Much of Japan’s government debt is held publicly and financed by the country’s once-ample private savings. Ninety-five percent of Japan’s debt is owned by its citizens, not foreign hedge funds; it’s unlikely that those citizens would dump their bond holdings. But a slow drop in the savings rate has raised fears about the long-run sustainability of public finances, especially given the country’s lackluster economic outlook, the Fitch report said.

Naohisa Ishida, deputy economic news editor with Yomiuri Shimbun, wrote: “The net financial assets of households comes to ¥1,086 trillion when debts such as housing and are excluded. The amount will start to drop as elderly households dip into heir savings to get by....On the other hand, outstanding long-tern debts of the central and local governments with reach ¥862 trillion at the end of fiscal 2010. If nothing is done to reduce these debts, they will eventually exceed the net personal financial assets. The nation’s capacity to purchase government bonds is being rapidly eroded.”

Furthermore Japanese financial institution possess about 40 percent of government bonds. If bonds prices suddenly fell, the value of these institutions; assets would nose-die and the financial system could plunge into turmoil. This would push up interest rates, making fiscal rehabilitation all the more difficult.

How Japan Has Managed Its Debt

Hiroko Tabuchi wrote in the New York Times, Japan “has long been able to borrow at low nominal rates because of unwavering appetite by domestic investors for government debt. For years, Japan has managed its gargantuan debt load, and bond buyers have been willing to lend the government money at some of the world’s lowest interest rates.[Source: Hiroko Tabuchi, New York Times, September 1, 2011]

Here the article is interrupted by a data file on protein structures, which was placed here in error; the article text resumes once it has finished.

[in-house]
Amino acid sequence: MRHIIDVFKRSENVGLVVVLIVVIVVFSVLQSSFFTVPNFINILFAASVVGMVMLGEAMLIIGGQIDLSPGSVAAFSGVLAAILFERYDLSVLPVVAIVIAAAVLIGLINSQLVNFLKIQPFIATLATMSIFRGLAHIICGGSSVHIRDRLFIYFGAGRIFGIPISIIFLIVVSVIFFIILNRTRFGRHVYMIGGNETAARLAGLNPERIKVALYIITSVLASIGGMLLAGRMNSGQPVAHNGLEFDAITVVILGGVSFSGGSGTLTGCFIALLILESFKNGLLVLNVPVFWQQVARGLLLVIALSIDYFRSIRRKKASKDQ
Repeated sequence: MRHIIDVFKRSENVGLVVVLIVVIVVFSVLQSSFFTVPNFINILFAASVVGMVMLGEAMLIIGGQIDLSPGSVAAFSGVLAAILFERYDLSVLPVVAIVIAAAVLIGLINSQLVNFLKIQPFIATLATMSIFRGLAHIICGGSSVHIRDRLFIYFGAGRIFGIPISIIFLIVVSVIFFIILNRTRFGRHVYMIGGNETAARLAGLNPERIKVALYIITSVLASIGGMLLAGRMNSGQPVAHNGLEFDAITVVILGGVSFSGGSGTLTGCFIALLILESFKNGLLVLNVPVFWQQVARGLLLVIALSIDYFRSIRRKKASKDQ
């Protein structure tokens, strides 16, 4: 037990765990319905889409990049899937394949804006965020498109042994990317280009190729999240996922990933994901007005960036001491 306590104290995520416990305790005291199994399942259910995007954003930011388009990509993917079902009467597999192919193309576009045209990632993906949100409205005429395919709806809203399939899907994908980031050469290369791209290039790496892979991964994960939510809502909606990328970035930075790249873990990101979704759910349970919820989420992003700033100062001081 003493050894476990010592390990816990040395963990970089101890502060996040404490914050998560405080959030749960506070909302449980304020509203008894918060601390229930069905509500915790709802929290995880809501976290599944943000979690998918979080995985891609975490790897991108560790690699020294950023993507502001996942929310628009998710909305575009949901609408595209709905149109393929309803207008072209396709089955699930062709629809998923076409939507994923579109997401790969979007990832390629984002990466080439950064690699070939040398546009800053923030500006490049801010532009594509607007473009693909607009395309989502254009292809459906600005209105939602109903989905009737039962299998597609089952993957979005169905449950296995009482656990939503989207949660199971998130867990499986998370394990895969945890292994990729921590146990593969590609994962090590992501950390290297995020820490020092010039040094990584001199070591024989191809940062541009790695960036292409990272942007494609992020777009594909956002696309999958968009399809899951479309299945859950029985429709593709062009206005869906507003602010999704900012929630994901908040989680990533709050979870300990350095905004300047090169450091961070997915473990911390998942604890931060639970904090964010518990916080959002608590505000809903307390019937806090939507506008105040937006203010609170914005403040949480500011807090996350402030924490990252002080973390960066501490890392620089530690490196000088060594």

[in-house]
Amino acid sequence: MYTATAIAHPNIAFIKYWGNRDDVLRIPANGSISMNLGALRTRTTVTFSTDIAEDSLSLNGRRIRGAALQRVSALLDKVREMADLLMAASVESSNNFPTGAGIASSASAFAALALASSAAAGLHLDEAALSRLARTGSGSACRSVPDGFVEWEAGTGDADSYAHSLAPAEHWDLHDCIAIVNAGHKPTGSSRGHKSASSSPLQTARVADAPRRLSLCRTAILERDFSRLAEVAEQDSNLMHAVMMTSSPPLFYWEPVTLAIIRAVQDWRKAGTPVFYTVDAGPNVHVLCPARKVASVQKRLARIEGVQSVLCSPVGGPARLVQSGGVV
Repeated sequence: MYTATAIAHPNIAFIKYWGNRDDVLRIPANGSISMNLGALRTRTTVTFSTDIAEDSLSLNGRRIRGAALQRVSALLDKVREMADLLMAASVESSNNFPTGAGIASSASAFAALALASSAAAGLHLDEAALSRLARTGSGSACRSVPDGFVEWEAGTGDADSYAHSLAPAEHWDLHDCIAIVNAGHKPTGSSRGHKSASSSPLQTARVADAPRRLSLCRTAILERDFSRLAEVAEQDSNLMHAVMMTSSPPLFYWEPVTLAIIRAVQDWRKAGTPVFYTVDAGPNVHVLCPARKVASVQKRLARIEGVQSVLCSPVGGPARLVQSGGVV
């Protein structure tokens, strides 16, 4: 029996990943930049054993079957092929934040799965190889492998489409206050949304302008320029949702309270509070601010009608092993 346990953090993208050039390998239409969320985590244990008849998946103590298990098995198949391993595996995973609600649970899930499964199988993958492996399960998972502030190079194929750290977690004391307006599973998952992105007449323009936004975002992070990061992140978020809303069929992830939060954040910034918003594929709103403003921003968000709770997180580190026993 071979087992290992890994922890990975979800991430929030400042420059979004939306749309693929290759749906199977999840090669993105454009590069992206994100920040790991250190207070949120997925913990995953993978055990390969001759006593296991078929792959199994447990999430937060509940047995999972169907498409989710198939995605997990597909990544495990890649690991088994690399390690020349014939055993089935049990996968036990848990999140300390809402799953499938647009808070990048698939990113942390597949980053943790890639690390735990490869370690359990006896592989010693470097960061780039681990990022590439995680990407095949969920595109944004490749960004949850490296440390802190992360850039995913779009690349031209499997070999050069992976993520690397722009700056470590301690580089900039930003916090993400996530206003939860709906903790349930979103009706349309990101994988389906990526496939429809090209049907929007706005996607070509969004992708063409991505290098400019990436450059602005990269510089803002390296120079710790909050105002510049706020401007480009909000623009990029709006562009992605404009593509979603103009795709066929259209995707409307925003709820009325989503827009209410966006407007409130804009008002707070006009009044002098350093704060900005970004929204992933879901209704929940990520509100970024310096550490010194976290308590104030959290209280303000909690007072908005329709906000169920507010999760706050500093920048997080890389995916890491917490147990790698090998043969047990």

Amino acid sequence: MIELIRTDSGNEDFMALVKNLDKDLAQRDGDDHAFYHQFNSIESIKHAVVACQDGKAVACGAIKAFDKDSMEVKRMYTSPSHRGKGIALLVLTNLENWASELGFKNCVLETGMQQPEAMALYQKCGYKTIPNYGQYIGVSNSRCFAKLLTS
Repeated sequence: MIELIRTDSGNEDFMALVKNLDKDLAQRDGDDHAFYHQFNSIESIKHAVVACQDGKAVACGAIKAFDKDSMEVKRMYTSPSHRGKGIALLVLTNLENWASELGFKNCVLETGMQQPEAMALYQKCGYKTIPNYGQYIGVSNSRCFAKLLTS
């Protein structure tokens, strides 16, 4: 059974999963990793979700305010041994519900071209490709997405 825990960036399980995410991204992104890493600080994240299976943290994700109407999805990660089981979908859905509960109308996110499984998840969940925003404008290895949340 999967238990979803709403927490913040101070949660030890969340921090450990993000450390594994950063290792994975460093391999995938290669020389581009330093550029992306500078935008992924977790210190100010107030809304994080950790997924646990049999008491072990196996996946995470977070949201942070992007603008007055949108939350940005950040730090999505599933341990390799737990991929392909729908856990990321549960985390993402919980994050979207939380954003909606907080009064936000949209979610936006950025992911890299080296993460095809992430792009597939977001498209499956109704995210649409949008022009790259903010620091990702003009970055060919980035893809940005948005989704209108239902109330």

Throw in individual investors, and 95 percent of Japan’s debt is held domestically. That makes the country less vulnerable to outside pressures that might cause it to default. And in theory, it gives the government plenty of leeway to print money---a spendthrift’s prerogative it holds in common with the United States.

“Unlike the peripheral euro zone countries, where bond yields can easily spike without official support, Japan still boasts the luxury of being able to issue debt in a market full of willing buyers,” said Cameron Umetsu, Tokyo-based economist at UBS Securities. “This is one luxury the government should exploit while it can.”

How the Market Views Japan’s Debt

Hiroko Tabuchi wrote in the New York Times, “Why does Japan’s debt burden matter” After all, despite Japan’s highest debt-to-gross-domestic- product ratio, and less-than-stellar debt ratings---a couple rungs below even the downgraded United States---Japanese bond yields remain the lowest among advanced economies. This signals that bond buyers, far from seeing Japan on the fiscal brink, regard the Japanese government as exceptionally creditworthy. [Source: Hiroko Tabuchi, New York Times, September 1, 2011]